An audit by EU Commission officials has found that the system of controls for the entry of goods and animals from Britain to Northern Ireland is “not fit for purpose”.

The audit by the commission’s Directorate-General for Health and Food Safety, which took place between June 21 and 30, 2021, was verifying compliance with commitments under the Northern Ireland Protocol.

The Protocol, agreed as part of Brexit, provides that EU single market rules for animals and goods are applicable to the United Kingdom in respect of Northern Ireland.

EU Commission Audit

The audit examined the how controls, including paperwork and physical checks, were being implemented at ports in Northern Ireland on animals, animal products, plants and other goods.

The officials concluded that: “In short, the system is not fit for purpose, does not comply with EU rules and cannot provide sufficient assurances that only compliant animals and goods are permitted to enter the EU SPS area through the designated border control posts in Northern Ireland.”

The report pointed to a lack of resources being mainly to blame for the issues it identified.

It also found deficiencies on checks carried out on supermarket goods.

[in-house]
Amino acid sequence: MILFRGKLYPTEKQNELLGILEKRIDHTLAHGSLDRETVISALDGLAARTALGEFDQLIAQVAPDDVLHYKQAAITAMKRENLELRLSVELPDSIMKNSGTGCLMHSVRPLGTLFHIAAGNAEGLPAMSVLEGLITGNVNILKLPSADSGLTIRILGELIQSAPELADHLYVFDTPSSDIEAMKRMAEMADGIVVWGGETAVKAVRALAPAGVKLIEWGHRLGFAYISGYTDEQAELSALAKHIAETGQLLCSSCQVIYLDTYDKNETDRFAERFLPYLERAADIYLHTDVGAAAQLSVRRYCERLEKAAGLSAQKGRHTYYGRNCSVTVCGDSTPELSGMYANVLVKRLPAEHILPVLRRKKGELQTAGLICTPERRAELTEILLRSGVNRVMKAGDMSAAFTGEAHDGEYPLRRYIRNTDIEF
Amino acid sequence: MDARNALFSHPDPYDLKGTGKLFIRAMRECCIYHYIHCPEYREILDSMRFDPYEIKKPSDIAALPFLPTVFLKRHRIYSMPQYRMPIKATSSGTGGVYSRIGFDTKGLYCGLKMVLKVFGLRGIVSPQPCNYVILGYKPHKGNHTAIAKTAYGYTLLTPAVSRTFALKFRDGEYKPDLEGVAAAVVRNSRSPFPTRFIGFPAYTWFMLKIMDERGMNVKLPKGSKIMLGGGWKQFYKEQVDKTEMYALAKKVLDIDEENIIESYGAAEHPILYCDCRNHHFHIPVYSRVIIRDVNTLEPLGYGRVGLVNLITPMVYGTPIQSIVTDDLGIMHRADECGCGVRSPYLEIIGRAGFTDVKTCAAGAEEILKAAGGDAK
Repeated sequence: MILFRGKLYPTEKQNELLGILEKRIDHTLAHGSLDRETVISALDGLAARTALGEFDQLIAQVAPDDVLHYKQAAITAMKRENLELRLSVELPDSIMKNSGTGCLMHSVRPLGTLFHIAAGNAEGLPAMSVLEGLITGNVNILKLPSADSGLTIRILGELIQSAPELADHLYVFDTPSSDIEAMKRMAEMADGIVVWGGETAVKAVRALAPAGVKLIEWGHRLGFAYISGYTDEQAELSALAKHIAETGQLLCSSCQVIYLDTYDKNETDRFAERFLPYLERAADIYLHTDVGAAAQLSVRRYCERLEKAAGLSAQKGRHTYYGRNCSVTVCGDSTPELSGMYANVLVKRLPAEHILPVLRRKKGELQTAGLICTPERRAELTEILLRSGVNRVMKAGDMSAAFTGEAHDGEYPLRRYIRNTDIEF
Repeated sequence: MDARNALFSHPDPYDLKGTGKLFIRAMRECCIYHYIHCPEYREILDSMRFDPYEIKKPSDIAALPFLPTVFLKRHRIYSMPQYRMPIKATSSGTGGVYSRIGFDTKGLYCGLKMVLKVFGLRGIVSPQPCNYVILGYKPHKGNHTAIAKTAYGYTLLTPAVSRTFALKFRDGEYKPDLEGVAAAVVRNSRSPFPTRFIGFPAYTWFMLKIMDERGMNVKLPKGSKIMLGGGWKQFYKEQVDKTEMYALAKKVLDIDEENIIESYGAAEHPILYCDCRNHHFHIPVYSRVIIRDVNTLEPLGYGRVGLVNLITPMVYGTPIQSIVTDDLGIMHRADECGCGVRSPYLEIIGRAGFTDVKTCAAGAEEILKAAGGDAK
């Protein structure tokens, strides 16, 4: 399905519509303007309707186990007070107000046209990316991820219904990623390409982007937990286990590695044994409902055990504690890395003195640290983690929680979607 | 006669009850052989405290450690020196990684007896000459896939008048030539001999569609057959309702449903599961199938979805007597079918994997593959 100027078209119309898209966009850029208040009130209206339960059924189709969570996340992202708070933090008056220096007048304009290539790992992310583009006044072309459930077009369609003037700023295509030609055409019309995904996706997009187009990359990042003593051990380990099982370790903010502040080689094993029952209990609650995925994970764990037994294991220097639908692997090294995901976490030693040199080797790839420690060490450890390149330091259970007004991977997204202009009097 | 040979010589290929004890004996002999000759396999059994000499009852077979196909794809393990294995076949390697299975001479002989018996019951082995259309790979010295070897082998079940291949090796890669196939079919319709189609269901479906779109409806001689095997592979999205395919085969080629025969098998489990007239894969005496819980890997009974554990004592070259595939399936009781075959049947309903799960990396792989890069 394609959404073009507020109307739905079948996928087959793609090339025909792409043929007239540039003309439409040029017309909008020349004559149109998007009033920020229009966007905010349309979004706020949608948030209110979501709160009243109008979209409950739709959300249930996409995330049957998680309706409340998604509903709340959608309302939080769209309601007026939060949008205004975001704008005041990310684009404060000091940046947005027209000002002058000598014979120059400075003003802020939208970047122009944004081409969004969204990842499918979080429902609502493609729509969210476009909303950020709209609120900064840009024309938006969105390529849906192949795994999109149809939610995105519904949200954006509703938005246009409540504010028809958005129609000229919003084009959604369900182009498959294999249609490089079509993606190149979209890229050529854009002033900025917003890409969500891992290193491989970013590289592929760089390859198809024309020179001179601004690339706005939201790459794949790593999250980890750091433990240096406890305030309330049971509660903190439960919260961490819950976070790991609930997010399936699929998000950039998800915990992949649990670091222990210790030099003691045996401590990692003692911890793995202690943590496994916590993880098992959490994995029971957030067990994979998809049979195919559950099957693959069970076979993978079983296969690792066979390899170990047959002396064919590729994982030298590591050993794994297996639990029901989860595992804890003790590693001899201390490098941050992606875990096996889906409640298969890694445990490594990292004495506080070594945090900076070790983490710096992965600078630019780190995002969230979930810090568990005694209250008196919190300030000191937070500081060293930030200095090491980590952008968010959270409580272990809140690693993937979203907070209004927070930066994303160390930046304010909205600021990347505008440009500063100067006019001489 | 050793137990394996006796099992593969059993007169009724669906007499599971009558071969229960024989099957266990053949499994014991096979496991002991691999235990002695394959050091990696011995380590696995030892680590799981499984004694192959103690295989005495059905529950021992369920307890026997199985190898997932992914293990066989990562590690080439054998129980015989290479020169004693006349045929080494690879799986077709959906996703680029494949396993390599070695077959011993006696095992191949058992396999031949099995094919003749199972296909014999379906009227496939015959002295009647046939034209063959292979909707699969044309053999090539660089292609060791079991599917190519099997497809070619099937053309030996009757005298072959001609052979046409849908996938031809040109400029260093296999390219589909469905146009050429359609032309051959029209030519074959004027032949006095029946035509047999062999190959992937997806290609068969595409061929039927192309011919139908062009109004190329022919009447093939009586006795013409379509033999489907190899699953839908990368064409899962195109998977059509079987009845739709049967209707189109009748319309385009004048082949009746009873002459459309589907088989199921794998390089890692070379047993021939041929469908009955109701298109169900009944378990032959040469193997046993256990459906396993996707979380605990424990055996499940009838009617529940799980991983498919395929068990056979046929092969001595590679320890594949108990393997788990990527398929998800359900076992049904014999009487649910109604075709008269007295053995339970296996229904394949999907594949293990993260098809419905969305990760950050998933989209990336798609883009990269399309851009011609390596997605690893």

Officials stated that the UK government had failed to ensure that sufficient human and structural resources have been made available to the Department for Environment, Food & Rural Affairs (DAERA) and its agencies.

They pointed to the halting of staff recruitment by the DUP and the stopping the development of border control post infrastructure.

During the audit, DAERA confirmed almost 60% (16 out of 27) of the approved official veterinarian posts were unoccupied, while 17% of portal inspector posts were not filled.

DAERA stated that, according to modelling they had carried out, a total of 40
official veterinarians and 75 portal inspectors would be required in order to implement the official controls when the scheme for supermarket goods expires.

The report said that undertakings by the UK have not been delivered and despite the efforts of authorities in Northern Ireland the control system cannot function properly.

The commission officials issued eight recommendations to the UK on the back of the audit to address the most significant shortcomings they identified.

These included having a sufficient number of staff, ensuring border control posts comply with minimum requirements and closer cooperation between competent authorities.